This avalanche advisory expires at midnight Saturday, 2-25-2012
All forecast areas of Tuckerman and Huntington Ravines have HIGH avalanche danger. Natural avalanches are likely and human triggered avalanches are very likely. Travel in avalanche terrain is not recommended. This forecast also includes the Lower Snowfields, which are posted at High danger, and the Little Headwall, which is posted at Considerable danger today.
Well, it’s actually happened. We got a real, bona-fide snowstorm last night. That makes me wish I could call in sick and go ski the Mt. Washington Valley Chocolate Festival tour, but I’ll settle for working on Mt. Washington as a consolation. Since it began, the summit has recorded 6.3” of 10% density snow. It seems like we have a little more than that down here at Hermit Lake, but our snowplots were affected by wind so the data is a little off. I’d estimate about 8” has fallen. Down at Pinkham Notch we measured 7”. An additional 1-2” is forecasted to fall during the day. Looking at the higher summits wind forecast, the avalanche hazard becomes pretty clear to us: we expect to have avalanche activity in numerous locations, perhaps some even sliding multiple times throughout this event. The higher density snow and wind velocities lead me to believe we could see some large hard slab avalanches. These are not the soft fluffy kind you see in the ski movies; they’re the kind that can snap trees like matchsticks and they can travel farther into the runouts than previous slides have this season. We do not recommend traveling into avalanche terrain today, even just to the floor of Tuckerman or into the fan area of Huntington.
Travel above treeline this weekend will be challenging, to say the least. As the weather system progresses, WNW winds will ramp up to speeds easily gusting in excess of 100mph. You’ll be in the clouds starting well below treeline, and blowing snow will significantly hamper your visibility as you attain treeline. In addition to low visibility and strong winds, temperatures will be falling through the day to an overnight low of -10F. If you want to venture up high, do so with a willingness to turn around and head downhill when needed.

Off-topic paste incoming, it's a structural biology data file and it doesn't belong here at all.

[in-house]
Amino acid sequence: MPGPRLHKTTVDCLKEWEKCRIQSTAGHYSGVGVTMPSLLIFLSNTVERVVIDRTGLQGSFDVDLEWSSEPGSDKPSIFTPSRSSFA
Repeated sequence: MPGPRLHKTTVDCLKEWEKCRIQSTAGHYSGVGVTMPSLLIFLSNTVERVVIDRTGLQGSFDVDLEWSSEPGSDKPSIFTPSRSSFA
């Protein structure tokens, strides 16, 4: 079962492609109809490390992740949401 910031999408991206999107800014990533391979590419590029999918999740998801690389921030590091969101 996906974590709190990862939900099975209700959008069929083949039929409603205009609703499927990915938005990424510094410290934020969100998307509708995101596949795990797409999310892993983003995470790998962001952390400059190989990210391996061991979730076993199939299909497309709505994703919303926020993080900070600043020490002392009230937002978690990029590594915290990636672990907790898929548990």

You may have noticed that we began forecasting the Lower Snowfields and the Little Headwall today. The Lower Snowfields will likely have avalanche activity coming into it from the Duchess and Dead End Gully above, but could also have avalanche activity from within the snowfields themselves. The Little Headwall holds the lowest stability hazard for today. Strong winds are ideal for loading slabs into this area, and we certainly have those today. Should you be unfortunate enough to be caught even in a small slide, there is a chance you’d end up in an open hole in the river. Tomorrow, clouds and snow will clear out, but the winds will remain very strong and temperatures cold. I would expect that most of the forecast areas rating will decrease. Some, such as in Huntington, may even go down to Low danger due to avalanches and wind-scouring. Other areas may go down to Considerable or Moderate. Be sure to check the advisory tomorrow morning, and equally important, check the weather forecast before heading out.
- Safe travel in avalanche terrain requires training and experience. This advisory is just one tool to help you make your own decisions in avalanche terrain. You control your own risk by choosing where, when, and how you travel.
- Anticipate a changing avalanche danger when actual weather differs from the higher summits forecast.
- For more information contact the Forest Service Snow Rangers, the AMC at the Pinkham Notch Visitor Center, or the caretakers at Hermit Lake Shelters or the Harvard Cabin.
- Posted 8:35am. A new advisory will be issued tomorrow.
Jeff Lane, Snow Ranger
USDA Forest Service
White Mountain National Forest
(603) 466-2713 TTY (603) 466-2856